Most cancer occurs by chance. However, some people have a higher risk of developing cancer because of a gene error that runs in the family. Knowing about hereditary risks for cancer may help you or your family make informed decisions about cancer screening and risk reduction.

A genetic counselor can meet with you to discuss cancer in your personal or family history, or both. You’ll learn about your cancer risks, screening, genetic testing and ways to reduce risk. This section answers some common questions about hereditary cancer risk and genetic testing. Is genetic counseling for cancer risk recommended for me?

Genetic counseling to understand your risk for cancer is recommended for people with:

  • A personal or family history, or both, of:
  • Cancer diagnosis, such as breast, colon or uterine cancer, before 50 years old.
  • More than 2 relatives with the same type of cancer.
  • More than 2 relatives with related cancers, such as colon and uterine cancer or breast and ovarian cancer.
  • More than 1 cancer in the same person.
  • Rare cancers, such as ovarian cancer or male breast cancer.
  • More than 10 colon polyps during their lifetime.
  • Known hereditary cancer syndrome in the family, such as a relative with a BRCA1 or BRCA2 mutation.
  • Questions about your risk or your children’s risk of developing cancer.

Why should I consider genetic counseling?

Genetic counseling may help you:

  • Understand your risk of developing cancer— or, if you already have cancer, for developing a new cancer.
  • Understand family members’ risk of developing cancer.
  • Make informed decisions about cancer screening or options to reduce your risk for cancer.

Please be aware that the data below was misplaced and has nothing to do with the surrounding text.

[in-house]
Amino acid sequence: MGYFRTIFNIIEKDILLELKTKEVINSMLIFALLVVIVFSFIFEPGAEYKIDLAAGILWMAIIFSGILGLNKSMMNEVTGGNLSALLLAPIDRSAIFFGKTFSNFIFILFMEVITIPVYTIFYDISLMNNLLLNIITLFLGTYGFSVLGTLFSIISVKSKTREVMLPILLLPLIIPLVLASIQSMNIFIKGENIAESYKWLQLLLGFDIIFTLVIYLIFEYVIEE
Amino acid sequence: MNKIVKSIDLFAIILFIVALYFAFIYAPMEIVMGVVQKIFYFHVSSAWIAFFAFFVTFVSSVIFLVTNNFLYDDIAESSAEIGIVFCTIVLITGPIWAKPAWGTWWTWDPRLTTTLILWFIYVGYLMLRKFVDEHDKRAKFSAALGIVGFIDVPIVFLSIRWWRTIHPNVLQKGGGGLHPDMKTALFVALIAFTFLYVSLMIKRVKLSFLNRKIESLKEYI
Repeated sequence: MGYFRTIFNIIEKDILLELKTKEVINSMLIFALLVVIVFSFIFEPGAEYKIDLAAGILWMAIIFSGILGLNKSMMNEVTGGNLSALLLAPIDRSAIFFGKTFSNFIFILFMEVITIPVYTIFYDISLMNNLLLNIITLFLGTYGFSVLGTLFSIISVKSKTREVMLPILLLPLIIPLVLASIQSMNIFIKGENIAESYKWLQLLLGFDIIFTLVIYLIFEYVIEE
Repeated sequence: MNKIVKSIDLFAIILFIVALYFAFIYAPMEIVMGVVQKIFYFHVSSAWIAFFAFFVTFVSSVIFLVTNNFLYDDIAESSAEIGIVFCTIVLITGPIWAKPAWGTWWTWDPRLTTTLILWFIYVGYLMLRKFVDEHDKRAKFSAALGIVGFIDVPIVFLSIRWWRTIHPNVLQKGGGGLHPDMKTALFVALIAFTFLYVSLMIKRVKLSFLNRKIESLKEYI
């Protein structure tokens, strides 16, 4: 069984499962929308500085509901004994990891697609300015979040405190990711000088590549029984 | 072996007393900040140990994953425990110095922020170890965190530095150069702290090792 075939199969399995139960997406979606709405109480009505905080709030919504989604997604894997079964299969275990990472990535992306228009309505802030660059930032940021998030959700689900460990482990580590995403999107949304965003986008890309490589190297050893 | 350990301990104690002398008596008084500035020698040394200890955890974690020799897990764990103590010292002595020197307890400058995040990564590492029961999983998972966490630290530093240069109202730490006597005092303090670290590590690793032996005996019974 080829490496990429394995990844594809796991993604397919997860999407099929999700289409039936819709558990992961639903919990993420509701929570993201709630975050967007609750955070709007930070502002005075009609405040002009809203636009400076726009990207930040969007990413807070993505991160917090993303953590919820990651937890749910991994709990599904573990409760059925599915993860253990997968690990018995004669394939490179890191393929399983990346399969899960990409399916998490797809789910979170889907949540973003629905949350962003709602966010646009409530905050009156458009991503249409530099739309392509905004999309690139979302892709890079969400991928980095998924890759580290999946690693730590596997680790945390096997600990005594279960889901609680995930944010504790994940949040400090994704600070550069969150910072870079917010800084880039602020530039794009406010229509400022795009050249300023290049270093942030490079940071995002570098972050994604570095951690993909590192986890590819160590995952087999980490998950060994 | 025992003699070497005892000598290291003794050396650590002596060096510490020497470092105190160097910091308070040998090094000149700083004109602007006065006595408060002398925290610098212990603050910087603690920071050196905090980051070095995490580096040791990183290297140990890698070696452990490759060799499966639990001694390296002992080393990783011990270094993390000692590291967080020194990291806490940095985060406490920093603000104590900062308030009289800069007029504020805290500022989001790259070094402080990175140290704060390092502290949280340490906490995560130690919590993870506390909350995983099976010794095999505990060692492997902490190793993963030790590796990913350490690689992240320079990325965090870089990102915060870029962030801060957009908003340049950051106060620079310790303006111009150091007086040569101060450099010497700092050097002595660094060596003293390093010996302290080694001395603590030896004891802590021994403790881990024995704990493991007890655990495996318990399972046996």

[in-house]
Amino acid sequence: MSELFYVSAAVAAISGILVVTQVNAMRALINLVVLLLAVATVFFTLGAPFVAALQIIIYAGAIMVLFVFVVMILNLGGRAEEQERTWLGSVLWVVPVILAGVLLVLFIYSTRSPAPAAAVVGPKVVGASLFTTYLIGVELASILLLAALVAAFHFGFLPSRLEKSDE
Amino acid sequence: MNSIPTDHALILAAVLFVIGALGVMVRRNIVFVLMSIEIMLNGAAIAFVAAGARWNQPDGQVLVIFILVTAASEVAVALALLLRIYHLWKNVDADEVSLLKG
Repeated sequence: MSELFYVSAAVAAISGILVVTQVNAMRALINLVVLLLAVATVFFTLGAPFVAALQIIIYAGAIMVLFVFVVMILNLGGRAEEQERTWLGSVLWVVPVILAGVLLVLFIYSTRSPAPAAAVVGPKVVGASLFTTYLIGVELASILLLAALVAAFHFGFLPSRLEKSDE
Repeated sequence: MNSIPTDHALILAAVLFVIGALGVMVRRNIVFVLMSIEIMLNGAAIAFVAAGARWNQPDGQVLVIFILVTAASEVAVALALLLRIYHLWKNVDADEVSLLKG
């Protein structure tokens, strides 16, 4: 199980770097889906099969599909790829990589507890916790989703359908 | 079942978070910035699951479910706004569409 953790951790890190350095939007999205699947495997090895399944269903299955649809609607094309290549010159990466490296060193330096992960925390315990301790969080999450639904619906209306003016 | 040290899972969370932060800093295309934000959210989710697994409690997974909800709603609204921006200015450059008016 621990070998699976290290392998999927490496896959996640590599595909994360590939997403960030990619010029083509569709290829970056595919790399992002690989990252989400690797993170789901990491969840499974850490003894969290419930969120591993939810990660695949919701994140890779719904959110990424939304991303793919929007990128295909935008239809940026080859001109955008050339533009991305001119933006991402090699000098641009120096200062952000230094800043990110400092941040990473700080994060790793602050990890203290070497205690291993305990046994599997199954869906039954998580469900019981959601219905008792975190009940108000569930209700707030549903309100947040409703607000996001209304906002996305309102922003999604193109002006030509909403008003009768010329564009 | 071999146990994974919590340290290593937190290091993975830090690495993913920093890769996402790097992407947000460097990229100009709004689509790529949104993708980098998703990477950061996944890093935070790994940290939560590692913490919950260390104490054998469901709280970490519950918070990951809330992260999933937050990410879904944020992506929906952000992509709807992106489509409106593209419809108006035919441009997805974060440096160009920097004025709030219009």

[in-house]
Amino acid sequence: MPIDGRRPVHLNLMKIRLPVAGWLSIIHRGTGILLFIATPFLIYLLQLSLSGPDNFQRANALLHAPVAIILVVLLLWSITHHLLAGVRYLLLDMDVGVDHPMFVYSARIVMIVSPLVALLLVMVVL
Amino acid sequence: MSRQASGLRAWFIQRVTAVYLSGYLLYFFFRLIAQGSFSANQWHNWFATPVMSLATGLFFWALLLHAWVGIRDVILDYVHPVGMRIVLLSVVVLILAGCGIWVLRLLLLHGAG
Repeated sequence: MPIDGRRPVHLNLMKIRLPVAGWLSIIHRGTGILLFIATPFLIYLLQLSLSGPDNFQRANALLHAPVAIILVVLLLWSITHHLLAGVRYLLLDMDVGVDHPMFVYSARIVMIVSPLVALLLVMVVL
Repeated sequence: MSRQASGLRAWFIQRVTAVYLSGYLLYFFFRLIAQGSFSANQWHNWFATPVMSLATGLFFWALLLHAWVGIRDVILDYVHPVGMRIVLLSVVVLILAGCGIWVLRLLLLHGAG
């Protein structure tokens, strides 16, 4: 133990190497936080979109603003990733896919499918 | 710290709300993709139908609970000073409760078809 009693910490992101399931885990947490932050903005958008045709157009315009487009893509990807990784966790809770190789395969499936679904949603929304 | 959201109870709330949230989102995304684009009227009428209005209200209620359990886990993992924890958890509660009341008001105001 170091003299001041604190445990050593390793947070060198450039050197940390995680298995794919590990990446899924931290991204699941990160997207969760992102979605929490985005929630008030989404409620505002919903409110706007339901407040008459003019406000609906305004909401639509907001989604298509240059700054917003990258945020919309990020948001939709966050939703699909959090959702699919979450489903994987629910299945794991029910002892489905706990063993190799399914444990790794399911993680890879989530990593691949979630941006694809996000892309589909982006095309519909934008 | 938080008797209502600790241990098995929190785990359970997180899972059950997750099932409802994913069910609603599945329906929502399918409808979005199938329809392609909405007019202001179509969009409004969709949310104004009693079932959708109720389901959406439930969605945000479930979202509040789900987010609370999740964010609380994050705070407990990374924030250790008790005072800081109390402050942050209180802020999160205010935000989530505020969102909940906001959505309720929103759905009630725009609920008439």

What’s genetic testing?

Usually, genetic testing involves drawing blood. The blood is tested for inherited changes in one or more genes that may contribute to a family history of cancer.

If you have a cancer diagnosis, genetic testing may help you and your care team make decisions about treatment and surgery. Check with your health insurance provider to confirm whether genetic counseling and genetic testing are covered by your plan.

What does the appointment involve?

Usually, genetic counseling includes 1 to 2 office visits—a 90-minute consultation and a shorter follow-up visit if you have genetic testing.

How do I prepare for my appointment?

  • The genetic counselors will ask about your family history. Gather information about your children, siblings, nieces, nephews, parents, aunts, uncles, grandparents and cousins, including the types of cancers they had and their ages when those cancers occurred.
  • Bring any results from other genetic tests from your relatives who’ve been tested already.
  • Plan to arrive 10 minutes before your appointment time to allow time to check-in.
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